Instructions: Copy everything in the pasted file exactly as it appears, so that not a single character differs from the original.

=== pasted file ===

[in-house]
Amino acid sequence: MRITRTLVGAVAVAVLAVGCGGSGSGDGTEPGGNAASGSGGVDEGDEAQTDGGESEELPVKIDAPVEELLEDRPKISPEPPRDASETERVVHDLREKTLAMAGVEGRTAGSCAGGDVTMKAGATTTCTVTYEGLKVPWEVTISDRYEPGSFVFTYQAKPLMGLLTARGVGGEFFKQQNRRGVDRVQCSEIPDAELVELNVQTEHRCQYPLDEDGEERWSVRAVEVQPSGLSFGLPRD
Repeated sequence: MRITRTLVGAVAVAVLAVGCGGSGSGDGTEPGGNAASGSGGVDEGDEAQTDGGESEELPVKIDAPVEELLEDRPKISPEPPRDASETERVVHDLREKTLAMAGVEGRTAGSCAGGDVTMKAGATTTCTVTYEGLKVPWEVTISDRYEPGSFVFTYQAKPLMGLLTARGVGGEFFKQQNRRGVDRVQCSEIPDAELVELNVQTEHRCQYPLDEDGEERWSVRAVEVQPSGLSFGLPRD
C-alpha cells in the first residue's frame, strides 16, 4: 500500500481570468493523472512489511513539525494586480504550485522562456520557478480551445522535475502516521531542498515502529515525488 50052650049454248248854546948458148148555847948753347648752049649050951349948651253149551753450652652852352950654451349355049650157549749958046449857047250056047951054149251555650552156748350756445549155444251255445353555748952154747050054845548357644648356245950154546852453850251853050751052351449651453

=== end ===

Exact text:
[in-house]
Amino acid sequence: MRITRTLVGAVAVAVLAVGCGGSGSGDGTEPGGNAASGSGGVDEGDEAQTDGGESEELPVKIDAPVEELLEDRPKISPEPPRDASETERVVHDLREKTLAMAGVEGRTAGSCAGGDVTMKAGATTTCTVTYEGLKVPWEVTISDRYEPGSFVFTYQAKPLMGLLTARGVGGEFFKQQNRRGVDRVQCSEIPDAELVELNVQTEHRCQYPLDEDGEERWSVRAVEVQPSGLSFGLPRD
Repeated sequence: MRITRTLVGAVAVAVLAVGCGGSGSGDGTEPGGNAASGSGGVDEGDEAQTDGGESEELPVKIDAPVEELLEDRPKISPEPPRDASETERVVHDLREKTLAMAGVEGRTAGSCAGGDVTMKAGATTTCTVTYEGLKVPWEVTISDRYEPGSFVFTYQAKPLMGLLTARGVGGEFFKQQNRRGVDRVQCSEIPDAELVELNVQTEHRCQYPLDEDGEERWSVRAVEVQPSGLSFGLPRD
C-alpha cells in the first residue's frame, strides 16, 4: 500500500481570468493523472512489511513539525494586480504550485522562456520557478480551445522535475502516521531542498515502529515525488 50052650049454248248854546948458148148555847948753347648752049649050951349948651253149551753450652652852352950654451349355049650157549749958046449857047250056047951054149251555650552156748350756445549155444251255445353555748952154747050054845548357644648356245950154546852453850251853050751052351449651453